Actually one of the easiest way to determine how long a table will take is simply asking them while they are making the reservation, or walking into the restaurant, if it is a special occasion. Based on their answer take a quick glance at your scheduler and see if there is enough time to begin with. Many restaurants have tables designated for this purpose alone. And usually tables for parties of 6 or more are reserved AN HOUR to AN HOUR and a HALF in advance of when their supposed to come in. (That literally means the slot is left open for 3 hours.) If there isn't--explain to them that if they really wish to eat there at that specific hour that their time at the table will be limited due to overlaps. Most people when they are aware of the situation BEFORE hand are courteous enough to keep the situation in mind. Restaurant have been made famous due to their tight reservations and great food. If your not trying to run a fast food join then it shouldn't be a problem to begin with. When it comes down to it what happened is the hosts and restaurants fault. They should have a system in place for dealing with a crowded night when they only have 12 tables! Do they accept walk-ins? What if someone is over 10 minutes late on a busy night, big parties always receive a little courtesy. They should have a full kitchen staff to make sure that food is prepared quickly as well. Plainly put this isn't the diners' fault regardless of what angle you wish to see it from.

                                                                        1. re: deroumanie

                                                                          P.S. A good host or waitress never points to a table and says "it's late". Why would you deliberately pin customers against each other?!

                                                                          1. re: deroumanie

                                                                            No, it's no less the campers' fault.

                                                                            1. re: deroumanie

                                                                              Sorry, but you're wrong.

                                                                              The vast majority of restaurants **do** have a system in place for making sure tables are available for guests who have reserved them. It's called "turn time." Different places use different turn times, based on the maximum amount of time a party of a given size will reasonably need the table, plus a little extra time built in.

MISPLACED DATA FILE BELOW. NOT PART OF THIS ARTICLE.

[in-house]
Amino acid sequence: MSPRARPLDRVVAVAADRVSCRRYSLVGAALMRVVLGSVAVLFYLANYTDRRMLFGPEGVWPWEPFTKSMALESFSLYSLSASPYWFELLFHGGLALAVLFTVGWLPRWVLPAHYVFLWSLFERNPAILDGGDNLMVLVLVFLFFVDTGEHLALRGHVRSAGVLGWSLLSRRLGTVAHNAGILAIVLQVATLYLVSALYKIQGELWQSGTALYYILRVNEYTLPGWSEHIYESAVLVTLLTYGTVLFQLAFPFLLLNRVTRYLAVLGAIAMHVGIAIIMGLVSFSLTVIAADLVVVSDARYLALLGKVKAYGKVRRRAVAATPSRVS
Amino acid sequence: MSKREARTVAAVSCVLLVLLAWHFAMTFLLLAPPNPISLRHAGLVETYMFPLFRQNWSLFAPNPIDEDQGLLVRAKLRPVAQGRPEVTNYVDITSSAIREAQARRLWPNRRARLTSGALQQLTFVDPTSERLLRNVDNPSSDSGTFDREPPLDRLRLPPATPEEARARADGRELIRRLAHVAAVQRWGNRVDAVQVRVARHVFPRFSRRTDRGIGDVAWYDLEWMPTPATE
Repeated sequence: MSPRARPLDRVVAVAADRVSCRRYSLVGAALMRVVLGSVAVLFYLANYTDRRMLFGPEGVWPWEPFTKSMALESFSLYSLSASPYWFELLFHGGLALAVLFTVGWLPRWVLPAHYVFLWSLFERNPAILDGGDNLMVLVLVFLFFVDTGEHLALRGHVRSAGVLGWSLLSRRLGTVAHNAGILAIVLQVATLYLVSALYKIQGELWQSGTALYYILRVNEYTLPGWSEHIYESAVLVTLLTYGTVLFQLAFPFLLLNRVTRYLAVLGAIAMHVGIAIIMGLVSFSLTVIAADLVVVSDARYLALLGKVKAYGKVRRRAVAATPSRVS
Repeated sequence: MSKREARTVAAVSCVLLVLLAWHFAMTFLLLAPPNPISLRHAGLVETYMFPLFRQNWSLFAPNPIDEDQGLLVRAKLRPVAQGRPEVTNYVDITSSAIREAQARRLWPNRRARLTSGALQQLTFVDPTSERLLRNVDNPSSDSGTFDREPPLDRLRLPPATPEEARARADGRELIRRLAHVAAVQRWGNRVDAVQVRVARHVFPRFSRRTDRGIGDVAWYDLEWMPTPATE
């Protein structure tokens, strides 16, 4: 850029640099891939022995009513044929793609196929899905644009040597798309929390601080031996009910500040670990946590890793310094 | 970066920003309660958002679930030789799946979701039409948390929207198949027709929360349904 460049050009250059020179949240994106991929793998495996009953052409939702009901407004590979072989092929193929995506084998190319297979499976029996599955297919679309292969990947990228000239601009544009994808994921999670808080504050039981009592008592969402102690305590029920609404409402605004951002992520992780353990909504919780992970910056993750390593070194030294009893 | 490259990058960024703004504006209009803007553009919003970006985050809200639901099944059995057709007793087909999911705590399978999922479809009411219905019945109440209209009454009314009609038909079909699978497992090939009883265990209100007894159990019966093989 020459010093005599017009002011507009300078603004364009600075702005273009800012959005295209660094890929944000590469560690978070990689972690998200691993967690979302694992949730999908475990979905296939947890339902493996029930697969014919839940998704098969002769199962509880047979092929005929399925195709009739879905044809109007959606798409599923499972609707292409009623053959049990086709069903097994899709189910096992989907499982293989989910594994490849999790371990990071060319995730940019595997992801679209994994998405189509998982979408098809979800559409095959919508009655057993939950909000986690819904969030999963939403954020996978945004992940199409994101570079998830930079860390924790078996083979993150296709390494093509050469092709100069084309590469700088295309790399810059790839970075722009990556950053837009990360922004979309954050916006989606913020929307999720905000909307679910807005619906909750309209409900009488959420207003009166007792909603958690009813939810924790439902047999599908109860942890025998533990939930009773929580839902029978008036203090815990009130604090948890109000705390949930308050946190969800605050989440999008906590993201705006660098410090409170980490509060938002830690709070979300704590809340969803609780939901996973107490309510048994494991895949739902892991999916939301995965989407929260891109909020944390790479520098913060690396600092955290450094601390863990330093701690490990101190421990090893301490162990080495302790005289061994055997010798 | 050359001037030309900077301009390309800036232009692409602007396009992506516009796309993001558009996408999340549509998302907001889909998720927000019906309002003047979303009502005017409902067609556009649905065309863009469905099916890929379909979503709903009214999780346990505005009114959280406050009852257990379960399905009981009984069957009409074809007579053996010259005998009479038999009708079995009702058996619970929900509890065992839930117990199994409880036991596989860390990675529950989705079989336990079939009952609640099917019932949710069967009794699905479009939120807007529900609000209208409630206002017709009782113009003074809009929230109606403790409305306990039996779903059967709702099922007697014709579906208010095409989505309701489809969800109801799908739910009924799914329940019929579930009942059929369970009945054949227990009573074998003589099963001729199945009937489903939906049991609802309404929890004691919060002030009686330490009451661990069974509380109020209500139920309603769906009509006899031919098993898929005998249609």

The problem with this system is that it relies on people being reasonable. The campers in the OP were acting unreasonably, and it seriously disrupted the restaurant's schedule.

                                                                              In a place with a two-hour turn, it's expected that a 6:00 reservation will vacate the table by 7:45 or so, which makes it available for an 8:00 reservation. It is unreasonable for that party to finish dessert at 7:30 but linger over coffee until 9:30; because a restaurant that is fully booked cannot magically make tables appear, there is simply no place to seat patrons when they arrive for their 8:00 reservation.

                                                                              Although the turn time is different for different places, it is basic courtesy for diners to respect the needs of others and not camp at a table. If you want to linger over coffee, pick a place that has a single seating or make a late reservation. Otherwise, finish up and adjourn to the lounge, already.

                                                                          2. I'm baffled how the restaurant could let this happen. I don't think it is the least bit rude to say "Excuse me, I'm sorry but this table has another reservation that is waiting to be seated."

                                                                            It does require tact and finesse, though. I went to a hibachi restaurant for a friend's birthday and there were ten of us taking up an entire hibachi grill. When dinner finished someone in our group tried to order more drinks and was told in broken English "No. You done now. You leave." I understood the waitress' intent, but it came out incredibly brusque due to the language barrier. It took me several minutes to smooth the ruffled feathers but we moved to the bar and had a fun time.